by Dennis Crouch
Hikma Pharmaceuticals USA Inc., v. Vanda Pharmaceuticals Inc. (Supreme Court 2019)
I wrote earlier about the Federal Circuit’s decision on Vanda’s drug dosage claims that have two basic steps:
- Determining whether a patient is likely a poor metabolizer of the drug iloperidone based upon DNA analysis (i.e., if the patient has has the CYP2D6 genotype)
- Administering iloperidone at a lower dose to predicted poor metabolizers in order to reduce the risk of “QTc prolongation” for poor metabolizers.
In the case, iloperidone was already known as a drug treatment and that some folks were poor metabolizers in a way that created the risk. For poor metabolizers, the lower dose is still effective (since the drug stays in the body longer). A remaining problem though was how to predict who should get the low dosage. The core discovery here is that a genetic difference explains the risk, and the inventors made that discovery and then implemented it with its administration steps. The question then is whether this approach is patent eligible.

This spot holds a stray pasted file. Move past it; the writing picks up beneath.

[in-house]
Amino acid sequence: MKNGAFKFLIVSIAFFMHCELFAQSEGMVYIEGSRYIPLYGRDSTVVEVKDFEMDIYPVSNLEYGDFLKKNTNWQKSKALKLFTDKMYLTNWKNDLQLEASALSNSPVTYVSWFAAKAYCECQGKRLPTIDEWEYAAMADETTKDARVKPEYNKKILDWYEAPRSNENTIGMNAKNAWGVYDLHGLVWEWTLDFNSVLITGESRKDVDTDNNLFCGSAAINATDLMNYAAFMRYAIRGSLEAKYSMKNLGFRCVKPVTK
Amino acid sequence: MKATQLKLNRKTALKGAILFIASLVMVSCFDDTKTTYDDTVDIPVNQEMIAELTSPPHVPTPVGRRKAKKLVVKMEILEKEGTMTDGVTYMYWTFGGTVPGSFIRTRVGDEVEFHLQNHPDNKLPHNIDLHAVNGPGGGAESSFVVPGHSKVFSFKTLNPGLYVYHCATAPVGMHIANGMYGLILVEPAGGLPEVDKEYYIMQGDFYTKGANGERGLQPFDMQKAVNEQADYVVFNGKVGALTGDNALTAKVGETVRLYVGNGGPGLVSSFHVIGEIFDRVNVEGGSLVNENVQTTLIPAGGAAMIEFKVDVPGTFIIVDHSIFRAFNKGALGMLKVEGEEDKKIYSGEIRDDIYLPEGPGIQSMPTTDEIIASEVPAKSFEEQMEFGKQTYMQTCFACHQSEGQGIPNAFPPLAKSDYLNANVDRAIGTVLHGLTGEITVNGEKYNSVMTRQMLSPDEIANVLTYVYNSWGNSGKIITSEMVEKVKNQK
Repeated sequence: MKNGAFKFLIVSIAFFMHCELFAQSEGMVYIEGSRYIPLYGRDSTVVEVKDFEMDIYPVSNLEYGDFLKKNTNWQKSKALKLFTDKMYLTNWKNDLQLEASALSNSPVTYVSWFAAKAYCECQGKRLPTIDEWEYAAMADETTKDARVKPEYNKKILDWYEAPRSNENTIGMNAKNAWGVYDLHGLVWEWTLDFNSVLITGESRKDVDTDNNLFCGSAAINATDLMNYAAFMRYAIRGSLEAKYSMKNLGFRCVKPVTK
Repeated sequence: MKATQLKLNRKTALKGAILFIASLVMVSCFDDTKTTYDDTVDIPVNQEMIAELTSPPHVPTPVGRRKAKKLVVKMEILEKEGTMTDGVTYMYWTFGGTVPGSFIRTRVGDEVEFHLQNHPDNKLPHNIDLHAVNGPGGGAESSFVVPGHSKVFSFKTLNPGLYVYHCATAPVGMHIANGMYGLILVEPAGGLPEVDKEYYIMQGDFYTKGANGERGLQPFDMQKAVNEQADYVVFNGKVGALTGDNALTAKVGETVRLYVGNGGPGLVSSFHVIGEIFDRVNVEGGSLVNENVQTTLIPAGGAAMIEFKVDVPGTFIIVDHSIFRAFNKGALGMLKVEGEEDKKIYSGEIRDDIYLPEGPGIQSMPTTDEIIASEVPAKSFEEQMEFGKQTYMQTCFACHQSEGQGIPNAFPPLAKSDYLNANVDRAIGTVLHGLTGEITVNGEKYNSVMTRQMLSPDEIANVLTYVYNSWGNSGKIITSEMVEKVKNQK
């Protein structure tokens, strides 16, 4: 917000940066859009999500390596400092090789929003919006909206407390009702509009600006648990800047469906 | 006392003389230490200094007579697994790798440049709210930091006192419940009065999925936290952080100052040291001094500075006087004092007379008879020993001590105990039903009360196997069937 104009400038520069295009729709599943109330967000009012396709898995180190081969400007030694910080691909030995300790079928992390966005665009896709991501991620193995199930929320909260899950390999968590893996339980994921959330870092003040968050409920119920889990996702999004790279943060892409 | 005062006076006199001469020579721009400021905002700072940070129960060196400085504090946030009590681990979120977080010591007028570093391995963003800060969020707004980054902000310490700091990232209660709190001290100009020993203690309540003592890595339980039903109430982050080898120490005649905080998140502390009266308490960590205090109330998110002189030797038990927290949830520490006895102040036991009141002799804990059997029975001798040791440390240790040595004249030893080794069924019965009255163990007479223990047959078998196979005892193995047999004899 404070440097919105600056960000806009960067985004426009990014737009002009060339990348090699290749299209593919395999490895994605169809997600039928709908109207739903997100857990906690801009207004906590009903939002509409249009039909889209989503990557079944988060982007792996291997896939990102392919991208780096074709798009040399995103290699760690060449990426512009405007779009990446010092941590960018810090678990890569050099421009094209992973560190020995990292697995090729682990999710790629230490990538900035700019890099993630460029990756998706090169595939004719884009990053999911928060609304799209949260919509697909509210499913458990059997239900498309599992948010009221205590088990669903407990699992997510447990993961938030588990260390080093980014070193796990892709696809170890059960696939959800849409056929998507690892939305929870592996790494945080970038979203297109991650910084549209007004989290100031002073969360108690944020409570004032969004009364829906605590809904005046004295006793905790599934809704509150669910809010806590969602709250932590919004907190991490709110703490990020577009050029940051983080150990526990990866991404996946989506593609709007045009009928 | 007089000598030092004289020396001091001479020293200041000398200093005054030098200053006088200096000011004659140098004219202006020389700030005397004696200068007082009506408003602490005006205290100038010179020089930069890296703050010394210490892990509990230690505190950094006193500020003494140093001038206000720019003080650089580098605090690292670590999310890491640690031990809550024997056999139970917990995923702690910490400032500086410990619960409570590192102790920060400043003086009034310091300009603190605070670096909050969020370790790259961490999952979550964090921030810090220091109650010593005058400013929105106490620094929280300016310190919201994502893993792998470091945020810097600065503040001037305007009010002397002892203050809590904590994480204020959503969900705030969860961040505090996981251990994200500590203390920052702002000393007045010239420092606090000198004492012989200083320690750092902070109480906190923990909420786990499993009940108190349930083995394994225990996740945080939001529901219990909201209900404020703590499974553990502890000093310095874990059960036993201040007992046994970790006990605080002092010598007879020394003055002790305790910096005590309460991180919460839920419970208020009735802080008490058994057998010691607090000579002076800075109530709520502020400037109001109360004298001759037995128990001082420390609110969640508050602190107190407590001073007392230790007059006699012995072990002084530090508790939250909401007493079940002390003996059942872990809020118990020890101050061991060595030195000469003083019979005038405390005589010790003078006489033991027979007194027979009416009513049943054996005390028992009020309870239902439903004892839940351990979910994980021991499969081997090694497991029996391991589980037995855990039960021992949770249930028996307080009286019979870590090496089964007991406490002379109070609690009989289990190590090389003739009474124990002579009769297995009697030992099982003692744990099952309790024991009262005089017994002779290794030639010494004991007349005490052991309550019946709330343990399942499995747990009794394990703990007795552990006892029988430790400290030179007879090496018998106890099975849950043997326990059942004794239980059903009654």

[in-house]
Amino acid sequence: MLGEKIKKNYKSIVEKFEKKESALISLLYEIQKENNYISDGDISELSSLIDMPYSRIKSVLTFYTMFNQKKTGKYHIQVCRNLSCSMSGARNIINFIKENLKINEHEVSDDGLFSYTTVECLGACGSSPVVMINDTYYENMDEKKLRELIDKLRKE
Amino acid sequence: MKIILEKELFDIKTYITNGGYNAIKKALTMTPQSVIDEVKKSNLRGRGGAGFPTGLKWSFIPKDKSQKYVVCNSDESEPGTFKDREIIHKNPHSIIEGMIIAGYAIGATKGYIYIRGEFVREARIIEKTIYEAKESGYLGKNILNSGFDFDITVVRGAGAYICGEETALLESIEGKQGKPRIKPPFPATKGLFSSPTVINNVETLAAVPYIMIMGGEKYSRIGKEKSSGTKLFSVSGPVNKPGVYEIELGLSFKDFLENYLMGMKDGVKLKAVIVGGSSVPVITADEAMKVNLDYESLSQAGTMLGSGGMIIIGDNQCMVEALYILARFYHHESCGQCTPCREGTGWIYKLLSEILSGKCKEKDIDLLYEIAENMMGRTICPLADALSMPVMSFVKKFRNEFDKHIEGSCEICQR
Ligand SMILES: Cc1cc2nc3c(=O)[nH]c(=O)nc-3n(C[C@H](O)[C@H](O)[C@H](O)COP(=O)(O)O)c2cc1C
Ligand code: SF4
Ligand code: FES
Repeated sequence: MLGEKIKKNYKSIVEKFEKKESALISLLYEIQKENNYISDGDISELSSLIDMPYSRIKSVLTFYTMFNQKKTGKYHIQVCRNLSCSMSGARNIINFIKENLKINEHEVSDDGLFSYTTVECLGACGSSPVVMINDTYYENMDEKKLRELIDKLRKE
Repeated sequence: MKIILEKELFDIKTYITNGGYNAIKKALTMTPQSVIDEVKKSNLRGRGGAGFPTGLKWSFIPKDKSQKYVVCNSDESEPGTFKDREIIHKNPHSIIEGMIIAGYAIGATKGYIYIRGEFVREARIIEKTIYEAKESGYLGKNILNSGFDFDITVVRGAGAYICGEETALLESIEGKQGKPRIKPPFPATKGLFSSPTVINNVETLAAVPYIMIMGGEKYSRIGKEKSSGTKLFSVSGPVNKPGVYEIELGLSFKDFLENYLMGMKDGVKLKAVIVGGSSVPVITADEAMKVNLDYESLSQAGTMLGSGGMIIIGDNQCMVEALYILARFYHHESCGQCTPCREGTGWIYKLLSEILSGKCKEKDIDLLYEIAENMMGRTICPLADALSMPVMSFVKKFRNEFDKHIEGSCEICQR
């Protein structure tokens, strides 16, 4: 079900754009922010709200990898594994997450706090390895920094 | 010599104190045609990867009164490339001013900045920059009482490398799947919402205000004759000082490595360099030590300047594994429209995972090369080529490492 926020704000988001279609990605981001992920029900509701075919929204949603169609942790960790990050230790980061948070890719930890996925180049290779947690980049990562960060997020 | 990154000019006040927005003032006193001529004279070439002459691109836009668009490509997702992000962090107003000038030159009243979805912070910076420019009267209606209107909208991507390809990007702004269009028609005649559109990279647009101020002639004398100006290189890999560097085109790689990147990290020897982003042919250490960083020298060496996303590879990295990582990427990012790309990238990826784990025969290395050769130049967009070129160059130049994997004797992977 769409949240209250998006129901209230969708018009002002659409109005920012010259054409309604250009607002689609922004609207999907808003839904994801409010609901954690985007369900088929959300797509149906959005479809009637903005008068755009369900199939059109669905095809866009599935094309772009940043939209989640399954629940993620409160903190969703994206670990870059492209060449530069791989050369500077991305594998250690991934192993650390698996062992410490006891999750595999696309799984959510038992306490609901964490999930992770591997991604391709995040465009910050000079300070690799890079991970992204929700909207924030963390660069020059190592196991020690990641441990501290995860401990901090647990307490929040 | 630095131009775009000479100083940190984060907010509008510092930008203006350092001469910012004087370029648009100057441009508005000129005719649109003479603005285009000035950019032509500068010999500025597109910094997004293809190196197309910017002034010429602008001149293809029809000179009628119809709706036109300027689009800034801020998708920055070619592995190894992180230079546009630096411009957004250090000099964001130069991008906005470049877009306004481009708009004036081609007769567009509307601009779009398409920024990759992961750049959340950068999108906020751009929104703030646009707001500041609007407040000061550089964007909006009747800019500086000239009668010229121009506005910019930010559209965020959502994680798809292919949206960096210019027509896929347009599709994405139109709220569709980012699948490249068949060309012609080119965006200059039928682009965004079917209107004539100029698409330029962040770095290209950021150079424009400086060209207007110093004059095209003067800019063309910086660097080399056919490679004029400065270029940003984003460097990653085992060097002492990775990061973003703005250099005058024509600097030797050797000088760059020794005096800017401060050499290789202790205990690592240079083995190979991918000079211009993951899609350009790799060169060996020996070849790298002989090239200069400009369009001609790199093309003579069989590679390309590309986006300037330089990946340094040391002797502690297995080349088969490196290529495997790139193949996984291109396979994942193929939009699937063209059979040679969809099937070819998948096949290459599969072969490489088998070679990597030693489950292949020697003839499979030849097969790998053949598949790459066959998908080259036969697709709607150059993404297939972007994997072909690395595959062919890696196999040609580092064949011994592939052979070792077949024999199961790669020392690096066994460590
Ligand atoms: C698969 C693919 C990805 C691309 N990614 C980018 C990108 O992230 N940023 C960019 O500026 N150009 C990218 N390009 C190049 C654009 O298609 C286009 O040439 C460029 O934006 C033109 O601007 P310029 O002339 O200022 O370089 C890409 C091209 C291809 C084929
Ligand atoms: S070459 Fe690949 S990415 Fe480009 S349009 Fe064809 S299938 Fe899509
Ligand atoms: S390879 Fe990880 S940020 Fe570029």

I previously explained my position in the case as follows:
(1) Vanda’s claims should be patent eligible [on policy grounds]; (2) but the claims are not patent eligible under Mayo Collaborative Services v. Prometheus Laboratories, Inc., 566 U.S. 66 (2012) and Alice Corp. Pty. v. CLS Bank Int’l, 134 S. Ct. 2347 (2014).
The Federal Circuit disagreed with my second conclusion and in a 2-1 decision held the claims eligible. Patent challenger Hikma (formerly West-Ward) has petitioned the Supreme Court review and that petition is supported by two strong amicus briefs:
- Hikma Pharmaceuticals USA Inc., et al. v. Vanda Pharmaceuticals Inc.
- IP Law Professor Brief (with Engine Advocacy and R-Street Institute).
- Association for Accessible Medicines Brief (“AAM”) along with generic manufacturers Inventia and Mylan.
All three briefs say basically same thing — The Federal Circuit’s Vanda decision conflicts with Mayo and Flook. “The Federal Circuit’s decision effectively overturns this court’s precedents, thwarts the proper development of patent eligibility law, and will lead to countless improperly issued patents.”
The Law Professor Brief was filed by Stanford’s IP Clinic – although neither Mark Lemley nor Lisa Larrimore Ouellette signed-on. Professors Josh Sarnoff (DePaul) and Katherine Strandburg (NYU) substantially drafted the brief. Top pharma-patent litigator Douglass Hochstetler (KelleyDrye) filed the AAM brief.